Way out west, another Indian mound is desecrated in Robert E. Howard’s The Horror from the Mound (1932). The story strongly resembles the H.P. Lovecraft's collaboration with Zealia Bishop, The Mound, which is a much more ambitious story. The latter was written around 1930 but published about 10 years later. (The Mound was discussed in two earlier posts; see 1.H.P. Lovecraft, Ethnographer of Doom and 2.But Zamacona Does the Heavy Lifting). Howard places his Indian mound in west Texas; Lovecraft and Bishop locate theirs further north, in Oklahoma.
There are immediately recognizable differences in tone, style and plot that make each tale distinctive, but it is interesting to compare the two. It is almost as if someone back in 1930 asked Howard and Lovecraft the question ‘What can you do with an old Indian mound?’—just to see what each would come up with.
Linguistically sensitive readers may blanch at the overt racism and racist terminology present in Howard’s story, which is reflective of language and attitudes that were common circa the early 1930s. In my humble opinion, the appearance of politically incorrect ideas or verbiage cannot be the sole criterion of whether a work of fiction has merit. But they can serve to remind us of how attitudes change as a result of being openly expressed and then consciously dealt with. It is the unspoken and unwritten words that are the greatest hazards to social peace and justice.
Howard’s characters are a cowboy named Steve Brill and his neighbor, an old Mexican named Juan Lopez. Because both are barely literate, there is no long winded back story about the history of the Indian mound—no antiquarian scholarship or poring over documents, as in the Lovecraft story. Nevertheless, Howard contrives an ingenious way to get some of this earlier material before the reader. When the cowboy presses his neighbor to say more of what he knows about the mysterious mound, Lopez responds that he “swore to silence on a Holy Crucifix…” Brill then asks Lopez to write down what he knows instead, which his neighbor is agreeable to. Lopez gets to work on this homework project, while Brill makes plans to dig up the mound in hopes of finding buried treasure.
The cowboy decides to excavate the mound by night of course, working well past sun down. (This is the best time to dig anything up, especially in an old burial mound.) Brill does not find gold, but does uncover a stone that conceals a burial chamber. He goes back to his shack to obtain a lantern so that he can keep on working, but when he returns, he discovers the stone shoved aside, revealing a small cave-like opening. It appears empty. He immediately suspects Lopez of coming behind him, and stealing the treasure that he was trying to steal for himself. (Lopez was probably unaware of the7.5th Commandment, which is: “Thou shalt not steal what is already stolen.” Or in the process of being stolen.)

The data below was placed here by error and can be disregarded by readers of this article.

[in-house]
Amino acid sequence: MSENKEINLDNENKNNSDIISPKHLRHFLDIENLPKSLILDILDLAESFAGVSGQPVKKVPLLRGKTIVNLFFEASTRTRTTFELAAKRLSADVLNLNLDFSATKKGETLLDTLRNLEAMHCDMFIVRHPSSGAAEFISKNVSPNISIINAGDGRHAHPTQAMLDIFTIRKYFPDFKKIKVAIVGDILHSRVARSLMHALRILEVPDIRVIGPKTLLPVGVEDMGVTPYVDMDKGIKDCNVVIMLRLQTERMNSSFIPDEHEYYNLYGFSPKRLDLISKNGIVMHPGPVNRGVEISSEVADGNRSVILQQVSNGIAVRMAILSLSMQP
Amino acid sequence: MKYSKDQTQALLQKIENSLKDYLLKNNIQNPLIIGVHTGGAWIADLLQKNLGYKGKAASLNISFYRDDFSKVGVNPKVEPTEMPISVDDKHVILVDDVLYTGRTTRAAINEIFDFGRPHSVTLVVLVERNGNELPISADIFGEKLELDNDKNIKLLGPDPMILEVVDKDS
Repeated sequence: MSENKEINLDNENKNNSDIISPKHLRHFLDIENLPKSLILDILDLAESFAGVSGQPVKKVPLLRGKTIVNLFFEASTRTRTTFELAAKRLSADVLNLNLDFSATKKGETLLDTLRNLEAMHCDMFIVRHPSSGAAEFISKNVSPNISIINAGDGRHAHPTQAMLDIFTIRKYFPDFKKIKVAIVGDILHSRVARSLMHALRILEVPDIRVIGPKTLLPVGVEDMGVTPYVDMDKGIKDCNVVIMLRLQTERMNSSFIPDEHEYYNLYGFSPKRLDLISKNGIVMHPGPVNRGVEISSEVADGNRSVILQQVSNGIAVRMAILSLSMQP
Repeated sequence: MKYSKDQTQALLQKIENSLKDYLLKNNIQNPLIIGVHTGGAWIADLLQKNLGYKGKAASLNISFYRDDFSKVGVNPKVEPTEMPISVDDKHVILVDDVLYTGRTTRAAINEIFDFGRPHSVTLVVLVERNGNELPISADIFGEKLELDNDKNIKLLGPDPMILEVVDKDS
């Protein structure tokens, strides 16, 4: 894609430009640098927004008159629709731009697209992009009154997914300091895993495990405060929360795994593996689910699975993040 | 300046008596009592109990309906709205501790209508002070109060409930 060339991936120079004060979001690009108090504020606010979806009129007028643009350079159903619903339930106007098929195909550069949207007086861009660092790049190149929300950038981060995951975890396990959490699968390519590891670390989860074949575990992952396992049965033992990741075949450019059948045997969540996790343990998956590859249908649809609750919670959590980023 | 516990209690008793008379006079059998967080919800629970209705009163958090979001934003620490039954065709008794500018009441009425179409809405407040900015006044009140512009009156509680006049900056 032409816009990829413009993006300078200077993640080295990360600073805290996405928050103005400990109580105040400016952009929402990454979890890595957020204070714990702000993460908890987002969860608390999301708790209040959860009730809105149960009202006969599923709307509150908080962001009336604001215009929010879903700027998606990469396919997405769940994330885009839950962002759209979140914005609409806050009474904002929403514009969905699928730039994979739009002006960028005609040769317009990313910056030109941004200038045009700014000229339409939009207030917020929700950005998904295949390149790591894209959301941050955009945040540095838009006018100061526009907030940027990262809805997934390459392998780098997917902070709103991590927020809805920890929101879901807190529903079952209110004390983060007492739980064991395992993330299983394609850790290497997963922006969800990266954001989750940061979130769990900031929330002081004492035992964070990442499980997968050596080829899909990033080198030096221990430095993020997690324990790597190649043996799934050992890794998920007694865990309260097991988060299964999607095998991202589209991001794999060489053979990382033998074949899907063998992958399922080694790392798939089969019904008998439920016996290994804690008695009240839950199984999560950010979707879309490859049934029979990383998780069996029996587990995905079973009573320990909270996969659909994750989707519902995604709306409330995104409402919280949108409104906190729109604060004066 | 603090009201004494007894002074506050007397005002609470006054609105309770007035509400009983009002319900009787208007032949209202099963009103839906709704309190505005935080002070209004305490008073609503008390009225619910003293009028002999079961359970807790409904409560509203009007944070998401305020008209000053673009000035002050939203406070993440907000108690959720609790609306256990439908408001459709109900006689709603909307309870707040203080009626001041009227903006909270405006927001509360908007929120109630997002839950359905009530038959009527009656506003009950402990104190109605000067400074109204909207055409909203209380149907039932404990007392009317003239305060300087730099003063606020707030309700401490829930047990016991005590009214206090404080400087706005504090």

In the distance, Brill can see a suspicious figure loping back towards Lopez’ shack, and Brill suspects the worst. A light is on in his neighbor’s place. He decides to investigate, but just as he is close to Lopez’ shack, he hears a terrible scream. The cowboy bursts in, and finds Lopez sprawled on the floor, “arms spread wide like a crucifix”, with his freshly written notes scattered about. Lopez had completed his essay about the age old curse on the Indian mound, but has also apparently been exsanguinated.
Brill returns home to study Lopez’ papers, his “reliable old Colt .45” at his side. As in Lovecraft’s The Mound, the Spanish had arrived first at the site, about 400 years earlier, led by the wandering caballero Hernando de Estrada. In Lovecraft’s tale, an early Spanish explorer discovers that what appears to be an Indian Mound is actually the outpost of an ancient subterranean civilization of telekinetic humanoids—The Mound is a Cthulhu Mythos story.
In Howard’s story, the Spaniards actually bring the horror with them: the hapless de Estrada expedition had earlier rescued the mysterious nobleman Don Santiago de Valdez. He was the sole survivor on a ship where all the other passengers had allegedly died of the plague and been thrown overboard. Is there any connection between his presence and the increasing number of Estrada’s men found drained of blood in the morning? (Yes.) It takes forever for the dwindling party to make this connection and determine the cause of their steady decline, but when they do, they inter the vampire in one of the Indian graves in the mound. Brill has inadvertently dug him up 400 years later.
As in his werewolf stories—see his wonderful In the Forest of Villefère (1925) and Wolfshead (1926)—Robert E. Howard provides useful and original procedural information about vampires. When a vampire is gorged with blood he is easily subdued. One should then drive a stake through his heart, cut off his head, and have a priest utter the holy words that convert his mortal remains to dust. Timing is everything. Lacking the appropriate clergy, the best one can do is to seal the vampire in a stone tomb, (as is often done with radioactive waste), and hope that no one digs him up hundreds or thousands of years later. Effective signage is a must.
This being a Howard story, there is a climactic fight in the end, with bullets, clawing, strangling, ripping, and bone breaking, among other techniques used. What makes his stories entertaining are the vivid action scenes and lovingly depicted violence. The cowboy always wins of course.